Live (Almost) from Coney Island—PART FIVE: CLANK-CLANK-CLANK-EEEEEEEEEEEK!

The Roller Coaster by me.

The Cyclone painted by me.

 

Marilyn, Jim, and I departed Luna Park for the boardwalk.

 

Photo: Sheila Martin

Photo: Sheila Martin

 

And headed toward the carousel, but just before we got there, on West 15th Street we saw an alarming structure. It looked like a spiky orange snake made out of giant Legos. It featured backward loops, corkscrew turns, and 150 foot right angle drops. To make the picture complete there was a load of screamers zipping along the track.

 

The new Thunderbolt. Photo: Jim Blyhe

The new Thunderbolt. Photo: Jim Blyhe

 

The Thunderbolt in its heyday. Photo: Reginald March, the painter. He probably took this for reference for one of his Coney Island paintings.

The original Thunderbolt in its heyday. Photo: Reginald March, the painter. He probably took this for reference for one of his Coney Island paintings.

 

The Cyclone remains basically the same as it always was. It didn't seem to be operating when we were passing it. Photo: Jim Blythe

The Cyclone remains basically the same as when it was built in 1927 and is still in use. It didn’t seem to be operating when we were passing. Photo: Jim Blythe

 

I had been on the Cyclone many times when I was a kid—back then I was fearless—but the last time I rode it I was about fifteen. I went with my high school boyfriend, Lenny. (My parents hated him and his widowed mother hated me. There was a lot of sturm und drang. The funny thing is I don’t even remember why we broke up but I don’t think it was because of them.)

 

So Lenny and I got on the Cyclone and up it clanked, so far so good, hovered, still okay, then to my surprise, EEEEEEEEEEEK! I ducked and covered. When it was finally over I ended up with something I had never had before and that was a splitting headache.

 

Ever wonder about the house under the original Thunderbolt?

 

The Kensington Hotel before the Thunderbolt.

The Kensington Hotel before the Thunderbolt.

Fred Moran with his mother, Molly

Fred Moran with his mother, Molly.

May Timpano in the house. They even had a piano!

Mae Timpano in the house. They even had a piano!

 

It was built in 1895 as the Kensington Hotel. Later, when George Moran bought the property in 1925 to build a roller coaster he saw no point in tearing down a perfectly good building.

I can almost hear the family discussion:

George: “Let’s build the roller coaster on top of the house and move in!”

Molly: “Why not!”

So they did. When they died their son Fred and his girlfriend Mae Timpano moved in, and when Fred died in 1982 Mae sold the ride, and the new owner closed it, but let her remain in her home. Mae moved out in 1988 for safety reasons.

 

The Thunderbolt in 1998, the year after Mae Timpano moved out. Photo: Jim Blythe

The Thunderbolt in 1998. Photo: Jim Blythe

 

1998. Photo: Jim Blythe

1998. Photo: Jim Blythe

 

1998. Photo: Jim Blythe

1998. Photo: Jim Blythe

 

In 2000 Mayor Giuliani had the ride bulldozed (some say illegally) while Mae cried in her car.

 

The house under the roller coaster scene from Annie Hall:

 

A mercifully short clip of the new Thunderbolt in action:

 

If you’re dying for more, here’s a 15 minute documentary featuring Mae Timpano. It’s very charming.

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One comment

  1. Jack says:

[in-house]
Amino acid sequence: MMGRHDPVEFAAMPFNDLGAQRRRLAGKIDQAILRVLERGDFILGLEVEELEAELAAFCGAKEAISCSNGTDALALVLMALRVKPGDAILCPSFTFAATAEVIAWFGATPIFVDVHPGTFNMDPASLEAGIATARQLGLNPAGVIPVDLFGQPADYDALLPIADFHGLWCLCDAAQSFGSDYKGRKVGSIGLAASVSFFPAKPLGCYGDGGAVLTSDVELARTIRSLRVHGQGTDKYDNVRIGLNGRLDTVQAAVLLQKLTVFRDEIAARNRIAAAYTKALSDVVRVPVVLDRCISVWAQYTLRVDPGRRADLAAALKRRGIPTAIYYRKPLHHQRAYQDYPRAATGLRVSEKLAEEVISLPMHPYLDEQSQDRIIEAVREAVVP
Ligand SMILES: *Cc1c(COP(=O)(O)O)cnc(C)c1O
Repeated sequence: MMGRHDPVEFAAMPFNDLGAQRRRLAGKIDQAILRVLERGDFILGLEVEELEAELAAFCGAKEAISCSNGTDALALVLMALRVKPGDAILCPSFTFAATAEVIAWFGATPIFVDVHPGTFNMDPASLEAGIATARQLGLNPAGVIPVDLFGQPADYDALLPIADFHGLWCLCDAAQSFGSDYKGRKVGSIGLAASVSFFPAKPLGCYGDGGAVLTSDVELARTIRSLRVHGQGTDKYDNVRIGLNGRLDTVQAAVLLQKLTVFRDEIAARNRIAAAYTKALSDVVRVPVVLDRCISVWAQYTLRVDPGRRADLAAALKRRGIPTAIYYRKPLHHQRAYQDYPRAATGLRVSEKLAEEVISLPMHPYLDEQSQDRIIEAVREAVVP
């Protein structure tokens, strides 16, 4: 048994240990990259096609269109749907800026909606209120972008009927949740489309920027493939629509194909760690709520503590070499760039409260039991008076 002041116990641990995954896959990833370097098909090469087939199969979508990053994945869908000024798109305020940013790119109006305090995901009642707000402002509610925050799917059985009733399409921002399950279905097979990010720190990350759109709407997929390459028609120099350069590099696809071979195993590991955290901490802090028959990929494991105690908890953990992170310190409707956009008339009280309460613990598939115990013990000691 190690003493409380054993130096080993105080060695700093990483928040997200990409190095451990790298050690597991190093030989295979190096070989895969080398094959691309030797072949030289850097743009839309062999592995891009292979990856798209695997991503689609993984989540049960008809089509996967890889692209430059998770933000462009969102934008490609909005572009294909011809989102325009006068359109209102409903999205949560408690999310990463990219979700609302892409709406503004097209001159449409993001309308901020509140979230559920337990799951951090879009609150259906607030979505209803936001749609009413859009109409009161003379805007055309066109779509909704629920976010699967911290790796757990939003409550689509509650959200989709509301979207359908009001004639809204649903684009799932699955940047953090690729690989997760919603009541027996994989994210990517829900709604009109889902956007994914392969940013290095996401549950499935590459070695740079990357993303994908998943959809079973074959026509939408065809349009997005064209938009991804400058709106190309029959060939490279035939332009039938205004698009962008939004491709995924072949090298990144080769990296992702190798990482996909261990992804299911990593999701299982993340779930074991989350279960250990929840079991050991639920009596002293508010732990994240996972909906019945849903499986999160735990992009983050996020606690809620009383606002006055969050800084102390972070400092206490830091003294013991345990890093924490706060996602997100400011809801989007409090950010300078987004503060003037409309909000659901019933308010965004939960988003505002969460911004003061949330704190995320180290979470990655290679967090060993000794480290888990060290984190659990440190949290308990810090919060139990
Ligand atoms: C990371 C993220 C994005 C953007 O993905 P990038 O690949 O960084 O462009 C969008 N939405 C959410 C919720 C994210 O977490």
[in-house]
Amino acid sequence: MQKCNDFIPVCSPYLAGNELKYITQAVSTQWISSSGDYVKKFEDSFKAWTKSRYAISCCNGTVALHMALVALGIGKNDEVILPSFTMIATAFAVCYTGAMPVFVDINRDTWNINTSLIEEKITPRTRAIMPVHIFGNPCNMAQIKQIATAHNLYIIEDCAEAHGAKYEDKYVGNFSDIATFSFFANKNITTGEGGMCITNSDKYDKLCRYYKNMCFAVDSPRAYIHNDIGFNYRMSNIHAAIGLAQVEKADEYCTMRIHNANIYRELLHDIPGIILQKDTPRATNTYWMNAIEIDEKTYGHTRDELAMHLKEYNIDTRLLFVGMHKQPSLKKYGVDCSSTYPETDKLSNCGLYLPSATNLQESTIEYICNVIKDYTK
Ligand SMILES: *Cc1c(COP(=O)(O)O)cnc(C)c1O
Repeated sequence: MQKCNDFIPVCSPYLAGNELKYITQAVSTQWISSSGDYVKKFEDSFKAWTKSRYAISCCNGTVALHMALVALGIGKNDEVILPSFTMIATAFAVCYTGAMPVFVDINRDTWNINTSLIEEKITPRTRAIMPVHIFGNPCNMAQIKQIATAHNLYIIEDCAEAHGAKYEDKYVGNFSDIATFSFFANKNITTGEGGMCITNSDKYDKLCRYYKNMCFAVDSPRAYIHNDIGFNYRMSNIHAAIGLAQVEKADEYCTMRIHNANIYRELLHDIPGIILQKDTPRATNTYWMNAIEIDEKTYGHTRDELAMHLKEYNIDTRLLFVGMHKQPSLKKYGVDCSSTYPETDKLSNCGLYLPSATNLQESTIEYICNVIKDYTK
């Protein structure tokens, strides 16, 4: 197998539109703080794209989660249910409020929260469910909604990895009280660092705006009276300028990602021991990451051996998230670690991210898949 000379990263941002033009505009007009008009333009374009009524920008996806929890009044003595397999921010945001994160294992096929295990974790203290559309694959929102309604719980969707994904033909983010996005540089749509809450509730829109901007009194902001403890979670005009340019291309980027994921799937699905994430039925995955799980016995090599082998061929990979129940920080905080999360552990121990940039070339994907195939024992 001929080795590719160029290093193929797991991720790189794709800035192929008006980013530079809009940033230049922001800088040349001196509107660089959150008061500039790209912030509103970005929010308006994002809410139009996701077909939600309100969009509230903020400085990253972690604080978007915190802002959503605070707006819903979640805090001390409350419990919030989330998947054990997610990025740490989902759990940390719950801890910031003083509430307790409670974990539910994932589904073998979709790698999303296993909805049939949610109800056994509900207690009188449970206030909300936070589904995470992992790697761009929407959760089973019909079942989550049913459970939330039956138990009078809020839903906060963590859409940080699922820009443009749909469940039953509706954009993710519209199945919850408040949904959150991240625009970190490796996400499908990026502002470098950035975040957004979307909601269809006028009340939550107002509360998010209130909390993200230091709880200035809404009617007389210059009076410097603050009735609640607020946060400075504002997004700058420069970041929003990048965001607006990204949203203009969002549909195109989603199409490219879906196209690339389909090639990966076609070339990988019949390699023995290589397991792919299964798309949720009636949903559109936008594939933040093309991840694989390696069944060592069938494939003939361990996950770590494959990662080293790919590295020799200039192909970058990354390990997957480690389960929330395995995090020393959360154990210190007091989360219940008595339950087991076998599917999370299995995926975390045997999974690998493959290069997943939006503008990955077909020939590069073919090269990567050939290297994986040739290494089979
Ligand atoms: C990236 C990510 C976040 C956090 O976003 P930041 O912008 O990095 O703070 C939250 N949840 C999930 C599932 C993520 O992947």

I hope CHNM can step back someday and tell us how opieatrng in crisis mode to capture a digital record of events like 9/11 and Katrina is different from taking the time to produce simple-yet-complicated products like Omeka and Zotero. How much correlation was there between the level of contributions to the Katrina web site and declines in participation at Wikipedia?Do you think digital history will ultimately favor the measurement of change over time within texts instead of across texts? Wikipedia allows the former with its history tab. The digital archives at CHNM treat texts that are fixed at a specific moment in time. Is there room for reimagining born-digital texts that have versions that can be searched?Were the debates at CHNM over tagging unique to web sites that dealt with contemporary history? Would tagging be so controversial with the records of people who lived in the 1800s?I love your points about the problem of scale. It would be great to hear more about how often your experiences outstripped your expectations and more about the reasons why automated solutions didn’t work for you. I can’t help but wonder if you had allowed more tagging whether you would have developed a much more complete vocabulary for finding Katrina web sites through web crawl methods and sifting through the results.I wonder if some practitioners of digital history have inherited an outdated philosophy from physical archives. The physical repositories imagined themselves existing in isolation. Their collections stood on their own merits and any possible connections with collections at other archives, not to mention published work that cited the archive’s collections, could be ignored. I don’t think digital archives can afford to maintain this attitude of indifference to context. In an era of aggregation and social networking, it is hard to imagine digital archives succeeding without linking their content to other digital archives and to digital copies of publications based on the contents of those archival collections.As you continue using the Dublin Core with your forthcoming digital archives, do you anticipate any debates at CHNM on whether to abandon the participatory chaos of Web 2.0 for the automated standardization of the semantic web? As you negotiate these politics of digital history, will the compromise solution be something like Web 2.5?

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